Reading Between the Lines of Ai Weiwei's First Post-Release Interview With Chinese State Media

Reading Between the Lines of Ai Weiwei's First Post-Release Interview With Chinese State Media

Though there was doubt that after his release detained Chinese artist Ai Weiwei would be able to return to his position as the most outspoken member ofthe Chinese art world, the artist has proven that his vocal politics are here to stay. Ai has given his first post-release interview to the Global Times, a daily Chinese newspaper that is run under the umbrella of the official Communist Party paper, the People's Daily. This "6 hour long interview" has been condensed into a two-page article for the Global Times. Here, ARTINFO has collected some highlights and takeaways from the interview:





Though Ai endured confinement and mental torture from the Chinese government, the threat of more won't keep him from continuing to push for greater openness and freedom in the country. "I've been drawn into the vortex of politics," Ai told the Global Times. "I will never avoid politics, none of us can. We live in a politicized society." Echoing a philosophy that he outlined on his iconic blog (published in book form by MIT Press), Ai argues that to be unengaged is to give up hope: "You give up your rights when you dodge them. Of course you might live an easier life if you abandon some rights. But there are so many injustices, and limited educational resources. They all diminish happiness. I will never stop fighting injustice."


The Global Times article states that "Ai said he has resumed normal lifeand although a condition of his bail forbids him from using Twitter, he still surfs the Internet for news." This, however, would seem to be contradicted by the artist's recent return to Twitter, which made headlines because he publicly criticized the Chinese government and called for the support of dissident Chinese activists Wang Lihong and Ran Yunfei (Ran Yunfei, in fact, was just today released after 6 months of custody. The blogger and writer was originally charged with "inciting subversion.") After an initial press silence, he quite quickly returned to the public eye via Google Plus and Twitter,  referencing the torture that he underwent during his arrest and denouncing the government's actions against his colleagues, who were also arrested. He recently tweeted that studio employees and associates Liu Zhenggang, Hu Mingfen, Wen Tao, and Zhang Jinsong, "were illegally detained because of me.... They innocently suffered enormous mental devastation and physical torture." The government just can't seem to keep Ai from the Internet.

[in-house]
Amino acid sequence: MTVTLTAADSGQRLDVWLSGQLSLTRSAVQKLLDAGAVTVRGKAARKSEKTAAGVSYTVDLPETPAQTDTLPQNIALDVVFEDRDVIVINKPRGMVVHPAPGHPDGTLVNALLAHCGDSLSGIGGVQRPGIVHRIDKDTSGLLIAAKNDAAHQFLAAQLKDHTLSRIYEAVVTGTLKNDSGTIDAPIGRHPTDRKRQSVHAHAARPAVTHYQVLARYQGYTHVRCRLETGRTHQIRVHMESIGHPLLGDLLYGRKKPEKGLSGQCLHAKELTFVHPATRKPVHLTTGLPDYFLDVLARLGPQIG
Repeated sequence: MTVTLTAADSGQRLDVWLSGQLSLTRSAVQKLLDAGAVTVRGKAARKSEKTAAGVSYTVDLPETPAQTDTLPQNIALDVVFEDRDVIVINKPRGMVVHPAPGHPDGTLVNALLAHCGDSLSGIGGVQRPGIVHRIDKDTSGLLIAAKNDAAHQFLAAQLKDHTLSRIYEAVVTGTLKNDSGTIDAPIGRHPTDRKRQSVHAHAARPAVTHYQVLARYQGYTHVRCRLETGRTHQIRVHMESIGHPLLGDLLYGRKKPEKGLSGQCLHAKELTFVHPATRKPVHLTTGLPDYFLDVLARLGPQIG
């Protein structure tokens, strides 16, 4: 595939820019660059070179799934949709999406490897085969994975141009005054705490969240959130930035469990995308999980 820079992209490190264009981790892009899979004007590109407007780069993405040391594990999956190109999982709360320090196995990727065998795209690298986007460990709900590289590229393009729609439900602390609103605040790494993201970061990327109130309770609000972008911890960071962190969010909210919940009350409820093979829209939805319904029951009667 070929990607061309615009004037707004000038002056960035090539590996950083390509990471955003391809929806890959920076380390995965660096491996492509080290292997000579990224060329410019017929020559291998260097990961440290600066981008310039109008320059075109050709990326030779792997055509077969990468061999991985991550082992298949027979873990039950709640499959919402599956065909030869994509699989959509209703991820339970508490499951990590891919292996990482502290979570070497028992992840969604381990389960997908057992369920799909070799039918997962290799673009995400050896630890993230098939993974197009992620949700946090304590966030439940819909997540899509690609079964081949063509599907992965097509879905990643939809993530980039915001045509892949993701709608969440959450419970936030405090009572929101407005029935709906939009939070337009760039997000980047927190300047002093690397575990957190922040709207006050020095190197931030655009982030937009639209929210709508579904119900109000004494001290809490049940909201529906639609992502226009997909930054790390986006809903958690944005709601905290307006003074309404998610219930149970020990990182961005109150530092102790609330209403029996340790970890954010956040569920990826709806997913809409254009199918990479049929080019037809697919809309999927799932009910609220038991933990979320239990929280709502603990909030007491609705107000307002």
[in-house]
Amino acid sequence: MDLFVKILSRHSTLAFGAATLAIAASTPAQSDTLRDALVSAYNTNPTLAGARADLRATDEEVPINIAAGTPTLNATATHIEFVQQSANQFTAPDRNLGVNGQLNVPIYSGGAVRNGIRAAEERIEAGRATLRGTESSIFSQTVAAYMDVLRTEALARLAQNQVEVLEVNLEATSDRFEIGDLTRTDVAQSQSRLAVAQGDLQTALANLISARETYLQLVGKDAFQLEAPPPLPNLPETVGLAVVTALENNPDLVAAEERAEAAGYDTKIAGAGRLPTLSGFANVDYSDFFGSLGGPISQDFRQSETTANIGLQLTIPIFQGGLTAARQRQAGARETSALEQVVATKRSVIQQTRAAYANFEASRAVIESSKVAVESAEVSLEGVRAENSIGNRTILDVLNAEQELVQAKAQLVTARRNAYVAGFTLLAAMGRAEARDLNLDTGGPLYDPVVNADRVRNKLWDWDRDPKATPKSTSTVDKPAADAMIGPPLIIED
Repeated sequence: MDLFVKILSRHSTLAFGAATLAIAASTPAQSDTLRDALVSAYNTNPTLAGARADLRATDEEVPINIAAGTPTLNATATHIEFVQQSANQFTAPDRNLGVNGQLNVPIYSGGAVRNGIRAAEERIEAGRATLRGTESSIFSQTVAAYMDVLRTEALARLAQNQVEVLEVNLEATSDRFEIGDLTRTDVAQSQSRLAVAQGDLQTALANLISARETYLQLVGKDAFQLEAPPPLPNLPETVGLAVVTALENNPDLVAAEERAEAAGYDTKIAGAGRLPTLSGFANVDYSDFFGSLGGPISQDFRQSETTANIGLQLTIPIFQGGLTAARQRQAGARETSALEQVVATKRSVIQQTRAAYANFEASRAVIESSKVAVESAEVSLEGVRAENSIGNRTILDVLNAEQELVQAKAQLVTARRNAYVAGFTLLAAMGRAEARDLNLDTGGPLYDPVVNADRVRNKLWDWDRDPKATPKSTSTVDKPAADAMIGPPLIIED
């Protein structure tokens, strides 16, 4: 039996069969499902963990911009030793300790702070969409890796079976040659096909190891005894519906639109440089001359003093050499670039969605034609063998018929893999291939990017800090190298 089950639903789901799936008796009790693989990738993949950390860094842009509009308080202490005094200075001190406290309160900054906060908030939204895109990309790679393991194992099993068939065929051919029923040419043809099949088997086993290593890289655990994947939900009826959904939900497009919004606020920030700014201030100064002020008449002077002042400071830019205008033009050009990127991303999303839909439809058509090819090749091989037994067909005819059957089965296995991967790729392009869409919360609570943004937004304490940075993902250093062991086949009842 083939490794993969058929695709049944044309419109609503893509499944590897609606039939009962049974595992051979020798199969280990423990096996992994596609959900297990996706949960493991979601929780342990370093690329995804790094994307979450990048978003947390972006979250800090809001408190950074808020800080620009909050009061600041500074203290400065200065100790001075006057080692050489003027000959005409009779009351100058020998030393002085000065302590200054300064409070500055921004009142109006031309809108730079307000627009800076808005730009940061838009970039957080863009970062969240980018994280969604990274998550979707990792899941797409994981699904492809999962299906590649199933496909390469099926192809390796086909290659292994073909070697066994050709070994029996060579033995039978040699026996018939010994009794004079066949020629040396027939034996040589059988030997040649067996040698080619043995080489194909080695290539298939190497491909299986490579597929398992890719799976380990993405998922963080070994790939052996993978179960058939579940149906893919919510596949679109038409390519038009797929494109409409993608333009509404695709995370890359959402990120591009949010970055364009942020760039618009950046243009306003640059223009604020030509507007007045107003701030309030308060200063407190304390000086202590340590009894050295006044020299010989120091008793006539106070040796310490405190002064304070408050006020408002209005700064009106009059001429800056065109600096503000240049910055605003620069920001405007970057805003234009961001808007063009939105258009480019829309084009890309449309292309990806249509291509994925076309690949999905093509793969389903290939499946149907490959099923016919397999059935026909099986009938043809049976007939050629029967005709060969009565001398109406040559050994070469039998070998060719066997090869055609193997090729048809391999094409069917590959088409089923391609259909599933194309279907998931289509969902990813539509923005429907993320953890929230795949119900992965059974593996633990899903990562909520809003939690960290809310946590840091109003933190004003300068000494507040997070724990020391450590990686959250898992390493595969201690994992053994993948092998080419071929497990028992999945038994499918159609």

Throughout the article, the Global Times comes out in support of Ai through a number of passive but notable ways. Most prominent among them is their argument that Ai isn't actually committing the cardinal sin of trying to start a revolution. "While Ai continues to demand reforms, he said he has never called for a change to the form of China's government," Global Times writes. "Overthrowing the regime through a radical revolution is not the way to solve China's problems," Ai is quoted as saying. "The most important thing is a scientific and democratic political system." Calling for democracy, of course, is dicey — but China's number one political crime is attempting to overthrow the government, which the Global Times articles goes out of its way to state that Ai is not doing.

The article also takes care to state that Ai is willing to take responsibility for the "crimes" that the government has accused him of — tax evasion — and accept the punishment — a fine. Ai "agreed that if he were proven guilty he would accept the punishment." These statements on the part of the newspaper point toward quiet support of the artist.


Nevertheless, a series of quotes at the very end of the Global Times article point towards a more official line on Ai's crimes. The Chinese government attempted to keep their justification for arresting Ai apolitical, charging him with tax evasion in an effort to downplay accusations of blocking freedom of speech. "The crux of the matter is simple: Ai is involved in a criminal case. He was detained because he was suspected of having evaded a large amount of taxes," Liu Nanlai, vice director of the Research Center of the Human Rights at the Chinese Academy of Social Sciences (CASS) — a hard-line Chinese socialist research organization — tells the Global Times. Xiong Qiuhong, the director of the Institute of the Criminal Action Law at the CASS, "wants the local authorities to try Ai in a public trial on tax evasion," the Global Times says. "In this way, we can prevent Westerners from politicizing the case," Xiong says. Clearly, the case is already politicized in Western eyes, but the government would probably prefer that this not be the case.


So, what's the ultimate takeaway here? Through the interview, the first Ai has given since his arrest, and consequently a text that will doubtless be read all over the world, the Global Times quietly supports Ai against the government. Through the platform provided by the article, Ai speaks openly about his sustained criticisms of the government and shows himself to have endured an open attack on his work and survived. The Ai Weiwei in this article is unrepentant, bruised, but remains bravely outspoken. It is clear that he will keep working, keep agitating, and keep his voice heard for the foreseeable future.